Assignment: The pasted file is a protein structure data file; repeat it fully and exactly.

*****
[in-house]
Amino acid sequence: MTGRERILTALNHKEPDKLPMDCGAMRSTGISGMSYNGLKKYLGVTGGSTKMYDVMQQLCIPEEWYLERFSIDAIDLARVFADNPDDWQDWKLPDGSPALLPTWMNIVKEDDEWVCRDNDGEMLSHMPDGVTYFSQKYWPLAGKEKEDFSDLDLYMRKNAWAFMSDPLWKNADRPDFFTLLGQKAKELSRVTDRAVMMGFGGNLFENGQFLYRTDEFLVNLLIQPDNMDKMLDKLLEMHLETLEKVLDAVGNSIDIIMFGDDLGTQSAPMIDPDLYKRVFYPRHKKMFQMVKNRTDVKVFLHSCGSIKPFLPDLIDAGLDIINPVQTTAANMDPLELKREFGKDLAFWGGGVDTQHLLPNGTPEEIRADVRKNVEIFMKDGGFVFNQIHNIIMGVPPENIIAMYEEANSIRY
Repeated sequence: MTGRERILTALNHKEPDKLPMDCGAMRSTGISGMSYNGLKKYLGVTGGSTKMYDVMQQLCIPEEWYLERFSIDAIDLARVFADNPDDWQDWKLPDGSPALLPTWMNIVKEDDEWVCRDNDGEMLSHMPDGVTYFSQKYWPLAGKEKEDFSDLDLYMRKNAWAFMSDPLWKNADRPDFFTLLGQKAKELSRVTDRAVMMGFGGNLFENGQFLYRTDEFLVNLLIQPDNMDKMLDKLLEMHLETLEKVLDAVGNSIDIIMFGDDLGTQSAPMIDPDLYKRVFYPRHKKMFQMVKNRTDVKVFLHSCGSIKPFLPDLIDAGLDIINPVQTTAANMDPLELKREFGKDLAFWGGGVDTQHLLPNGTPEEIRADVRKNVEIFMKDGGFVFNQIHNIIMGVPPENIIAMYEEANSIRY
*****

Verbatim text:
[in-house]
Amino acid sequence: MTGRERILTALNHKEPDKLPMDCGAMRSTGISGMSYNGLKKYLGVTGGSTKMYDVMQQLCIPEEWYLERFSIDAIDLARVFADNPDDWQDWKLPDGSPALLPTWMNIVKEDDEWVCRDNDGEMLSHMPDGVTYFSQKYWPLAGKEKEDFSDLDLYMRKNAWAFMSDPLWKNADRPDFFTLLGQKAKELSRVTDRAVMMGFGGNLFENGQFLYRTDEFLVNLLIQPDNMDKMLDKLLEMHLETLEKVLDAVGNSIDIIMFGDDLGTQSAPMIDPDLYKRVFYPRHKKMFQMVKNRTDVKVFLHSCGSIKPFLPDLIDAGLDIINPVQTTAANMDPLELKREFGKDLAFWGGGVDTQHLLPNGTPEEIRADVRKNVEIFMKDGGFVFNQIHNIIMGVPPENIIAMYEEANSIRY
Repeated sequence: MTGRERILTALNHKEPDKLPMDCGAMRSTGISGMSYNGLKKYLGVTGGSTKMYDVMQQLCIPEEWYLERFSIDAIDLARVFADNPDDWQDWKLPDGSPALLPTWMNIVKEDDEWVCRDNDGEMLSHMPDGVTYFSQKYWPLAGKEKEDFSDLDLYMRKNAWAFMSDPLWKNADRPDFFTLLGQKAKELSRVTDRAVMMGFGGNLFENGQFLYRTDEFLVNLLIQPDNMDKMLDKLLEMHLETLEKVLDAVGNSIDIIMFGDDLGTQSAPMIDPDLYKRVFYPRHKKMFQMVKNRTDVKVFLHSCGSIKPFLPDLIDAGLDIINPVQTTAANMDPLELKREFGKDLAFWGGGVDTQHLLPNGTPEEIRADVRKNVEIFMKDGGFVFNQIHNIIMGVPPENIIAMYEEANSIRY